Thursday, May 16, 2013

Classic TV 101: The 1970s

Whenever necessary I will own up to my own personal biases. So in the interest of full disclosure I acknowledge that the 1970s is my favorite TV era. It’s certainly not the best or the most groundbreaking but it’s the one I grew up on. And I have always believed that the television shows you bond with in childhood are the ones that always stay closest to your heart.

Escapism reigned for much of the decade, with a profusion of forget-your-troubles-and-just-get-happy shows that helped viewers cope with gas lines, presidential scandals and leisure suits as fashion statements. Those seeking more serious fare embraced a new programming genre – the miniseries – that adapted great books and retold great moments in history with all-star casts.

How I wish I could justify the addition of The Magician, Harry-O, Switch, Eight is Enough and ElectraWoman and DynaGirl to the list of must-see 70s shows. But here’s a more objective list of the decade’s finest offerings.

The Mary Tyler Moore Show
One of the best comedic ensembles ever assembled for a situation comedy, choreographed into consistent excellence by two masters of the form, James L. Brooks and Allan Burns. The show is as fresh and funny today as it was 40 years ago. 

Peter Falk’s trenchcoat-clad police lieutenant, who annoyed suspects into confessions, was one of several characters featured in NBC’s Sunday Mystery Movie series. But while McCloud, McMillan and Wife and Hec Ramsey all had their moments, Columbo was the only one that earns a place alongside the creations of Poe and Conan Doyle in the annals of classic detective fiction.  

Saturday Night Live
While each generation grumbles about how SNL is not as funny as it used to be, the show itself continues to introduce at least 2-3 major comedy talents every few years. The original cast may still be untouchable, though inconsistency has always been part of the mix. But no other series has been as influential on American comedy – from John Belushi to Eddie Murphy to Phil Hartman (and from Gilda Radner to Tina Fey to Kristen Wiig).

In the seventies there were several prime-time soap operas depicting the shady lifestyles of the rich and glamorous. Dallas was the most successful and the most entertaining. J.R. Ewing, played with grinning malevolence by Larry Hagman, was a villain for the ages – as demonstrated by his charismatic return in the series’ 2012 revival.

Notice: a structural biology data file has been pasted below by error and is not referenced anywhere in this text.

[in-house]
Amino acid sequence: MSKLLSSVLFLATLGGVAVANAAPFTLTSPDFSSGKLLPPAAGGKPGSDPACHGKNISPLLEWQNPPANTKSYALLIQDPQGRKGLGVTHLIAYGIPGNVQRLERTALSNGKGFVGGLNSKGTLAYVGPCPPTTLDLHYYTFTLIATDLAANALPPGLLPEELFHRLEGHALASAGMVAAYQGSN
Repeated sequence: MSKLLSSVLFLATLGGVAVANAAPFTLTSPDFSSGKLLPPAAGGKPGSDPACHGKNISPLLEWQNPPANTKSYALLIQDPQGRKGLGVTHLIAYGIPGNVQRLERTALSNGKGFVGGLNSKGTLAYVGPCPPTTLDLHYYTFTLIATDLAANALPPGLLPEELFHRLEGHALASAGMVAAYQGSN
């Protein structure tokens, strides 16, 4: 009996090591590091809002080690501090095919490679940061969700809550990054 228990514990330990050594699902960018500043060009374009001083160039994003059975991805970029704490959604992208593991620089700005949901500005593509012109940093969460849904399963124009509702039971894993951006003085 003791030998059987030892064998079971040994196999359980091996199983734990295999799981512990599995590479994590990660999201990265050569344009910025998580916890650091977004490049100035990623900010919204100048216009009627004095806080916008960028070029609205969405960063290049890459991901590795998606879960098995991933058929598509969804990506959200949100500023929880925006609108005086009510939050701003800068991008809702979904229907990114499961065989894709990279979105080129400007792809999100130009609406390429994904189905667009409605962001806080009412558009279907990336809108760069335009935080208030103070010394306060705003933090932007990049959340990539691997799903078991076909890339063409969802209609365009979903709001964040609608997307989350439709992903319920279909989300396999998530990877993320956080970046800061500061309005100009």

M*A*S*H lasted so long – ten years and nearly 250 episodes – that fans debate which series era was better. Do you prefer the early years, which mimicked the impertinent tone of Robert Altman’s film, or the later, less outrageous seasons that reflected the input of star Alan Alda (who wrote and directed several episodes)? The final show still holds the record for most viewers, at more than 125 million.

All In the Family
The first of several Norman Lear-produced comedies that broke genre taboos, frankly discussed controversial issues and represented (for some) a bold step forward from the more innocent family sitcoms of an earlier age.

The Love Boat
Carefree escapism was a seventies TV staple, and no one delivered more of it than producer Aaron Spelling. The Love Boat was one of his most shallow and most successful concepts. It’s also worth another look for the golden age movie stars who staved off retirement with appearances on shows like this one, Fantasy Island and Hotel. Where else can you see Don Ameche and Douglas Fairbanks, Jr. sailing alongside Jimmie Walker and Roz Kelly?

The Bob Newhart Show
No situation comedy explored the comic possibilities of the telephone and the elevator more than The Bob Newhart Show. Newhart’s dry delivery and Suzanne Pleshette’s sass anchored one of the decade’s top sitcoms. Plus, “Home to Emily” may be the era’s best instrumental TV theme.